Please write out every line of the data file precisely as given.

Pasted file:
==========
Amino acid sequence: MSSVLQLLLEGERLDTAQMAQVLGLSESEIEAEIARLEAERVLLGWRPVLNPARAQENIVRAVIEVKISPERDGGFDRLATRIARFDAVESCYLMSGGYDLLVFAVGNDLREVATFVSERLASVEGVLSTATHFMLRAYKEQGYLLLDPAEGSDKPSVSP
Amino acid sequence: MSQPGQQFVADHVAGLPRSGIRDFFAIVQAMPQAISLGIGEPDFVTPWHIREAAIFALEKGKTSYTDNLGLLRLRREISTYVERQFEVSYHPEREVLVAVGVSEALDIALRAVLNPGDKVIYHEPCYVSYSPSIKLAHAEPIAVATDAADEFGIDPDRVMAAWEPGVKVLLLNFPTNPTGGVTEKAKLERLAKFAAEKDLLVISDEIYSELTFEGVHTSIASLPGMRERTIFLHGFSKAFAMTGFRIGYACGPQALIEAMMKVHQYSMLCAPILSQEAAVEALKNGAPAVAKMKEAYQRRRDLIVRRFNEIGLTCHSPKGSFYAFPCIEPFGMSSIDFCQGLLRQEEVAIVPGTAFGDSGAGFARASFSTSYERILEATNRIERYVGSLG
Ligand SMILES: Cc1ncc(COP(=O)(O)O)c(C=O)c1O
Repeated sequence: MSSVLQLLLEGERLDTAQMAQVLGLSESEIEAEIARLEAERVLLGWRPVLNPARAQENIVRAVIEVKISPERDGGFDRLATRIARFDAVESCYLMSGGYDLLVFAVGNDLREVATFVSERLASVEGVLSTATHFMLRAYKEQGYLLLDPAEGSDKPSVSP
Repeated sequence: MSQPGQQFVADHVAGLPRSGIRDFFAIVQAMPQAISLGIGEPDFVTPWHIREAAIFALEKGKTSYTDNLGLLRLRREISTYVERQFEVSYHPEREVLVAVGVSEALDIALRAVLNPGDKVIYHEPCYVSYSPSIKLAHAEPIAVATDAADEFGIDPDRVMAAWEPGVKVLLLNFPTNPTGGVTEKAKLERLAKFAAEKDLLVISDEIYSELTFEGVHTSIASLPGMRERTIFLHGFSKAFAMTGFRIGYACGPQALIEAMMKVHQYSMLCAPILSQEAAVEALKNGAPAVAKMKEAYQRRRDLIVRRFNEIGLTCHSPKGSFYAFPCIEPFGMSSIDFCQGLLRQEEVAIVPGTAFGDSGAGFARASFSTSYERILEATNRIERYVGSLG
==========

Amino acid sequence: MSSVLQLLLEGERLDTAQMAQVLGLSESEIEAEIARLEAERVLLGWRPVLNPARAQENIVRAVIEVKISPERDGGFDRLATRIARFDAVESCYLMSGGYDLLVFAVGNDLREVATFVSERLASVEGVLSTATHFMLRAYKEQGYLLLDPAEGSDKPSVSP
Amino acid sequence: MSQPGQQFVADHVAGLPRSGIRDFFAIVQAMPQAISLGIGEPDFVTPWHIREAAIFALEKGKTSYTDNLGLLRLRREISTYVERQFEVSYHPEREVLVAVGVSEALDIALRAVLNPGDKVIYHEPCYVSYSPSIKLAHAEPIAVATDAADEFGIDPDRVMAAWEPGVKVLLLNFPTNPTGGVTEKAKLERLAKFAAEKDLLVISDEIYSELTFEGVHTSIASLPGMRERTIFLHGFSKAFAMTGFRIGYACGPQALIEAMMKVHQYSMLCAPILSQEAAVEALKNGAPAVAKMKEAYQRRRDLIVRRFNEIGLTCHSPKGSFYAFPCIEPFGMSSIDFCQGLLRQEEVAIVPGTAFGDSGAGFARASFSTSYERILEATNRIERYVGSLG
Ligand SMILES: Cc1ncc(COP(=O)(O)O)c(C=O)c1O
Repeated sequence: MSSVLQLLLEGERLDTAQMAQVLGLSESEIEAEIARLEAERVLLGWRPVLNPARAQENIVRAVIEVKISPERDGGFDRLATRIARFDAVESCYLMSGGYDLLVFAVGNDLREVATFVSERLASVEGVLSTATHFMLRAYKEQGYLLLDPAEGSDKPSVSP
Repeated sequence: MSQPGQQFVADHVAGLPRSGIRDFFAIVQAMPQAISLGIGEPDFVTPWHIREAAIFALEKGKTSYTDNLGLLRLRREISTYVERQFEVSYHPEREVLVAVGVSEALDIALRAVLNPGDKVIYHEPCYVSYSPSIKLAHAEPIAVATDAADEFGIDPDRVMAAWEPGVKVLLLNFPTNPTGGVTEKAKLERLAKFAAEKDLLVISDEIYSELTFEGVHTSIASLPGMRERTIFLHGFSKAFAMTGFRIGYACGPQALIEAMMKVHQYSMLCAPILSQEAAVEALKNGAPAVAKMKEAYQRRRDLIVRRFNEIGLTCHSPKGSFYAFPCIEPFGMSSIDFCQGLLRQEEVAIVPGTAFGDSGAGFARASFSTSYERILEATNRIERYVGSLG